Minutes from Aug 2, 2018 WP Freelancers Meetup
No Member Spotlight for this meeting. Attendees invited to speak to either of the leads about being a future Member Spotlight speaker. 10-min talk, 5-min Q&A, projector available.
Topic of the meeting, GDPR (General Data Protection Regulation) Compliance.
- The EU is requiring a level of privacy greater than previous levels.
- Vanessa’s resources (thanks V)…
The low down on what the GDPR is: https://ec.europa.eu/justice/smedataprotect/index_en.htmWhat’s included in WordPress: https://wptavern.com/wordpress-4-9-6-beta-1-adds-tools-for-gdpr-compliance
GDPR Data Map: https://gdprplug.in/gdpr-data-map/#
Other Resources: https://codelight.eu/wordpress-gdpr-framework/
- Here’s one I found: https://www.zdnet.com/article/gdpr-an-executive-guide-to-what-you-need-to-know/
- Basically, it’s now important to identify where customer data is stored. If a user wants to know where their data is stored or asks that it be removed, a site owner must comply. Site owner must say what tools are being used on a site (ie, Google Analytics).
- Discussion on privacy policies, cookies policy, plugins that generate privacy policies.
- freeprivacypolicy.com inbenta mentioned
- Sheila’s client newsletter offers several related links about the new sextortion scam including how to check to see if your email and/or passwords have been compromised. Mentioned that Andrew V. recommends Kaspersky over LastPass as a password management tool.
- Ryan recommened using tools such as 1ty.me, keyvault.net or pwpush.com when sending passwords or other sensitive information via email. These tools encrypt the information, making it safer to email/share with clients or partners.
- Other tools mentioned:
- Workflowy (a free list-making tool, sections can be shared with clients or partners)
- OnePassword, password manager. The vault can be shared between people.
- A brief religious discussion (Win v. Mac) ensued somehow but was quickly over.
Leads opened discussion up to other topics:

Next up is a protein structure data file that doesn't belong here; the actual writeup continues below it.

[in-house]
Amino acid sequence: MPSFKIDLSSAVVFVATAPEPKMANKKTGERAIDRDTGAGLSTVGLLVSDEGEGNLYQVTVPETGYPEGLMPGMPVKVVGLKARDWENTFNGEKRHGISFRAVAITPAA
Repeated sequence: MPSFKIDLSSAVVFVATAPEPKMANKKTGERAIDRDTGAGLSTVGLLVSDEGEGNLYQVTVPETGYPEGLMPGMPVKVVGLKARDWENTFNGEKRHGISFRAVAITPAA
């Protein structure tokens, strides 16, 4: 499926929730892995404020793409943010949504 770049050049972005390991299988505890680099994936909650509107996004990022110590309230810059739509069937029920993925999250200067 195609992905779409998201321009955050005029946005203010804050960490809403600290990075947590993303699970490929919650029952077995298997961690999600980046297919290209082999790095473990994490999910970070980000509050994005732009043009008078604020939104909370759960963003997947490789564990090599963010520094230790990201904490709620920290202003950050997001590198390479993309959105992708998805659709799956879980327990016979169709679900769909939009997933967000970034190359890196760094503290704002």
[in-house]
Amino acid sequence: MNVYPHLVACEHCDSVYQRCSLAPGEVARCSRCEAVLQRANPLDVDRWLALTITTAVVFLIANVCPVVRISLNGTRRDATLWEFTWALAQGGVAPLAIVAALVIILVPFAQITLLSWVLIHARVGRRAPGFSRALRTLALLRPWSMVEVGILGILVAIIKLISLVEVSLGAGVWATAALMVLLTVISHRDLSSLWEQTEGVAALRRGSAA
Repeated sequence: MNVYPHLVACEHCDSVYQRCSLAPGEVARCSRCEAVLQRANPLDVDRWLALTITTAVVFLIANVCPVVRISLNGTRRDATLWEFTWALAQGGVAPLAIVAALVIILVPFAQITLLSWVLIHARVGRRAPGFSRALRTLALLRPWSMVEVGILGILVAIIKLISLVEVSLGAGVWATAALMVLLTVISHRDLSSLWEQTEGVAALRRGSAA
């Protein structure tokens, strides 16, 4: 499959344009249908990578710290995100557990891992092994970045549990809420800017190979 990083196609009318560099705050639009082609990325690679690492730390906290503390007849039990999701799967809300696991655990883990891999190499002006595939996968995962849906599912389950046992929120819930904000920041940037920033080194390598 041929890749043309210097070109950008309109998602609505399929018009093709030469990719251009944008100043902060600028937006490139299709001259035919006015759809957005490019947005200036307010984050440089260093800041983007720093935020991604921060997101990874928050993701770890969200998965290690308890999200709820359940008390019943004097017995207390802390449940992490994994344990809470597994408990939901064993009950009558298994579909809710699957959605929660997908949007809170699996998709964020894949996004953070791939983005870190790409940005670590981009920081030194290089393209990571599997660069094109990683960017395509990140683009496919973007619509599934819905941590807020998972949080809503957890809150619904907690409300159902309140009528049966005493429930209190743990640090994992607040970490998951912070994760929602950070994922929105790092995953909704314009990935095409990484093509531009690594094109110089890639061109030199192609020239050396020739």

How to sell site maintenance?
- Some include maintenance with cost of site-builds and then charge a yearly fee for hosting and maintenance. Others charge a flat monthly rate to keep WP, plugins, themes updated.
- Keep in mind what an hour of your time is worth to you, and what expenses are involved (what tools are you buying, for example) in setting a price for maintenance.
- Track the time spent to ensure the fees cover time spent and costs.
- Site changes/tweaks might not be included in maintenance, or a set amount of hours of changing/tweaking may be included. Different people structure their offerings differently.
- Some charge a flat-rate that covers everything.
Other items mentioned:
- Zoho – free email tool
- license costs – don’t be afraid to pay for tools if they save you time. And, pass along the costs of licenses to clients, where possible. Several examples of this were given: Pantheon, security and is built into this host so no need for WordFence on each site; Updraft Plus Premium, the cost of this plugin is marked up 4% and built into each client’s invoice.
- Archive.org, the “wayback” machine.
- Discussion on ensuring that somebody has the information needed to maintain client websites when you go out of town, or if something were to happen to you.
- Tools to manage all WP sites at once: InfiniteWP, ManageWP, MainWP, others These can be big time saving tools. Compare features as they are all different.
Topic for next month: WP Security
Member Spotlight for next month: Patty
Thanks to Carolyn Caster for the great notes!